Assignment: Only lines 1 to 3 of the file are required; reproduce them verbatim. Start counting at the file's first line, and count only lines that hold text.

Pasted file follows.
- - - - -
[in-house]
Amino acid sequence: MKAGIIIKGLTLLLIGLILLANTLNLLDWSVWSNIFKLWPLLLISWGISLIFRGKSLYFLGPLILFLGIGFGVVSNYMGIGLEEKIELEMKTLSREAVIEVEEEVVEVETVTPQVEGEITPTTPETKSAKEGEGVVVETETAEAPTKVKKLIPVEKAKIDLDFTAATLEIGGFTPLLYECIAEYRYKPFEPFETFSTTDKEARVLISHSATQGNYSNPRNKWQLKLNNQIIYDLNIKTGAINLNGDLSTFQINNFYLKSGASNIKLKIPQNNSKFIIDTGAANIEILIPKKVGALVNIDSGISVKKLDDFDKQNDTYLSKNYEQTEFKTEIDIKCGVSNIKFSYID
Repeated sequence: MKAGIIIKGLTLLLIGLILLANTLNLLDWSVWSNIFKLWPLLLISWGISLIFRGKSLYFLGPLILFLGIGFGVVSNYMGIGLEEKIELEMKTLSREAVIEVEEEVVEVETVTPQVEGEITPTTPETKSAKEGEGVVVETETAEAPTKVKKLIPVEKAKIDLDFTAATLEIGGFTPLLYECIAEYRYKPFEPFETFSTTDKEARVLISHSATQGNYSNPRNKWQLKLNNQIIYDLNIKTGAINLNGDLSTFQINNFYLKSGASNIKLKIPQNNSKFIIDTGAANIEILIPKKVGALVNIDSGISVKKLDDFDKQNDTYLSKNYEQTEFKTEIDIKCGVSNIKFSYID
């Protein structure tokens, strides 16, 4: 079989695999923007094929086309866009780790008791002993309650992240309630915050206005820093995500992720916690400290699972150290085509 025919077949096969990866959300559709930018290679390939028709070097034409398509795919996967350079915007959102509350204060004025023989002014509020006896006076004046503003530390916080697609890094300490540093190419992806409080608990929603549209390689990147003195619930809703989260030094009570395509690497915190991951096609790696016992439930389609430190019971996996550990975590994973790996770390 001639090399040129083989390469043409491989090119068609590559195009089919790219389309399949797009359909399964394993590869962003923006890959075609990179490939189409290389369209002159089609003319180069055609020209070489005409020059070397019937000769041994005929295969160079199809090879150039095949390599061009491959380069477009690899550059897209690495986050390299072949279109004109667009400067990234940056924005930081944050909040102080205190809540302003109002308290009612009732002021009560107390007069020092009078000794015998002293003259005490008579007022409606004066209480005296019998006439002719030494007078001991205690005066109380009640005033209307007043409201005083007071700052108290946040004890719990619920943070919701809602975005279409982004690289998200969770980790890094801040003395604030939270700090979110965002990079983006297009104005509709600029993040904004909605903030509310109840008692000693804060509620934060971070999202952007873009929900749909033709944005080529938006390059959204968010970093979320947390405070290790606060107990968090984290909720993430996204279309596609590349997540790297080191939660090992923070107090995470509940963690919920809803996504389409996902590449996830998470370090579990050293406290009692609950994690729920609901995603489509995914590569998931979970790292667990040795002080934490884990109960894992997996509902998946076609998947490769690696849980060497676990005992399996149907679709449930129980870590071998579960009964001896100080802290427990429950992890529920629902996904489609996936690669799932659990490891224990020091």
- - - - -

[in-house]
Amino acid sequence: MKAGIIIKGLTLLLIGLILLANTLNLLDWSVWSNIFKLWPLLLISWGISLIFRGKSLYFLGPLILFLGIGFGVVSNYMGIGLEEKIELEMKTLSREAVIEVEEEVVEVETVTPQVEGEITPTTPETKSAKEGEGVVVETETAEAPTKVKKLIPVEKAKIDLDFTAATLEIGGFTPLLYECIAEYRYKPFEPFETFSTTDKEARVLISHSATQGNYSNPRNKWQLKLNNQIIYDLNIKTGAINLNGDLSTFQINNFYLKSGASNIKLKIPQNNSKFIIDTGAANIEILIPKKVGALVNIDSGISVKKLDDFDKQNDTYLSKNYEQTEFKTEIDIKCGVSNIKFSYID
Repeated sequence: MKAGIIIKGLTLLLIGLILLANTLNLLDWSVWSNIFKLWPLLLISWGISLIFRGKSLYFLGPLILFLGIGFGVVSNYMGIGLEEKIELEMKTLSREAVIEVEEEVVEVETVTPQVEGEITPTTPETKSAKEGEGVVVETETAEAPTKVKKLIPVEKAKIDLDFTAATLEIGGFTPLLYECIAEYRYKPFEPFETFSTTDKEARVLISHSATQGNYSNPRNKWQLKLNNQIIYDLNIKTGAINLNGDLSTFQINNFYLKSGASNIKLKIPQNNSKFIIDTGAANIEILIPKKVGALVNIDSGISVKKLDDFDKQNDTYLSKNYEQTEFKTEIDIKCGVSNIKFSYID